Copyright © 2018 Chemical Kinomics lab.

Chemical Biology

Target Identification

   Chemical biology is the study of the chemicals and chemical reactions involved in biological processes, incorporating the disciplines of bio-organic chemistry, biochemistry, cell biology, and pharmacology. It mainly solves biological problems through searching unknown targets for pharmacological small molecules or finding ligands for well-defined drug targets. The identification of the targets of biologically active molecules is an important step in the field of chemical biology.

   Target identification is the process of identifying the molecular target of a small molecule and understanding off-target effects for a drug that demonstrates a toxicological phenotype. It can be approached by direct biochemical methods, computational inference, or genetic interactions. Combinations of these approaches may be required to fully understand mechanisms of small-molecule action.

   Our recent accomplishments include:

   Kinase in Cancer : Identification of ACK, GCK novel targets with NRAS mutation in acute leukemias

  • We have identified GNF-7 as a multi-targeted kinase inhibitor of cells transformed by NRAS  through chemical screening using the Ba/F3-NRAS-G12D cell line.

  • By utilizing GNF-7 as a tool compound, we used the method of KiNativ profiling, cell-based screening; knock down to find the novel target of GNF-7. 

  • Mechanistic analysis revealed that ACK1/AKT and GCK were functionally important novel therapeutic targets of acute leukemia with NRAS mutation. 

  • We demonstrated that it is possible to devise efficient cell-based screening paradigms to identify targets that are important only in the context of mutant NRAS signaling, and are thus synthetically lethal.

   Kinase in Neuronal disease

  • The human brain does not produce new neuron in the adult central nervous system. A common recovery after injury is the reorganization of functions using remaining intact system. In general, regeneration of the central nervous system is blocked by three barriers. Brain tissue wounds lead to neuronal deathand other types of cells, such as glial cells, inhibit axonal growth, limiting the ability to divide, differentiate, and migrate as most adult neural stem cells do. After injury, the remaining neuronal circuits are reorganized by changing the activated pattern to restore their function but the way it works has not been revealed yet.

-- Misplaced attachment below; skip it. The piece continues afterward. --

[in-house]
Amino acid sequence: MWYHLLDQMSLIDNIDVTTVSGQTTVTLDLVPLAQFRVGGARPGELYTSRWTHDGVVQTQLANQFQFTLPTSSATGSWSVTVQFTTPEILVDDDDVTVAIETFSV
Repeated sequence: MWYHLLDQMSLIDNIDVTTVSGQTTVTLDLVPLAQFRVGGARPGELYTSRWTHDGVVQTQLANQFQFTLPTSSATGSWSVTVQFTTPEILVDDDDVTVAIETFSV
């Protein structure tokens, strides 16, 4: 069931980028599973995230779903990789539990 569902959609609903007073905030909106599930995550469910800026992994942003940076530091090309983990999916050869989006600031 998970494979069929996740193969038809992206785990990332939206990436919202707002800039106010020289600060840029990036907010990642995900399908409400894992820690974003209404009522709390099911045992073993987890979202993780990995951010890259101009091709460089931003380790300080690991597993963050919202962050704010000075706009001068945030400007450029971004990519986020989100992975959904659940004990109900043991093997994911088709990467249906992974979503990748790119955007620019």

• We first focused on the phenotype-based screening. We have used high-throughput screening to confirm that some compounds can regulate neuronal systems.  Next, we aimed  to find a new target and to elucidate the mechanism  regulating neuro-degeneration by using tool compounds.

   Kinase in Immuno-oncology

  • Immunotherapy is one of the latest and most spotlighted strategies to treat cancer. Especially, the methods using immune check-point blockade and chimeric antigen receptor T-cell are showing successful clinical outcomes. However, present immune therapies have several restrictions like its narrow coverage on cancer types and limited patient population with good efficacy. Our goal is to identify small molecules that can enhance the effect of immune therapies. We put emphasison inhibiting immune checkpoint molecules and modulating the cancer microenvironment for extended cancer targets.

  • PD-1 and PD-L1 interaction,  a powerful means for cancer to evade immune system, is mainly targeted by monoclonal antibodies. We are making an effort to find out a small molecule that can increase the efficacy of those antibody treatments.

  • We are also interested in regulating MDSC (Myeloid-derived suppressor cell) which is a group of heterogenous immune cells that tends to regulate other immune cells negatively. Comprehending the underlying mechanism of its suppressive function and discovering small molecules that can control MDSC is our goal of study.

Drug Repositioning

   Our research interest is not  only to develop novel small molecules, but also to reposition existing drugs. Drug repositioning is a method of drug development that finds new medical uses of drugs that are already on the market or failed to industrialize for reasons other than stability at the clinical stage. In contrast to de-novo drug discovery process which  takes a long time and huge cost, drug repositioning strategies can reduce the time and money by minimizing safety assessments and lead optimization steps. Especially, in the field of anticancer drug, expanding indications to new cancer type has been in the limelight as a way to overcome the inefficiency of drug discovery process and to increase the value of existing drugs.

   Our recent accomplishments include:

   Expanding indications for AZD4547

  • We demonstrated an antitumor effect of AZD4547 against endometrial cancers for the first time. 

  • Through phospho-kinase array, reporter gene assay, and genome-wide transcriptome analysis, we identified the significance of the FGFR2–EGR1 axis in progression of endometrial cancers. In addition, Kinome-wide inhibition profiling results suggest potential new targets of AZD4547, including MAP4K3, MAP4K5, IRR, RET, and FLT3.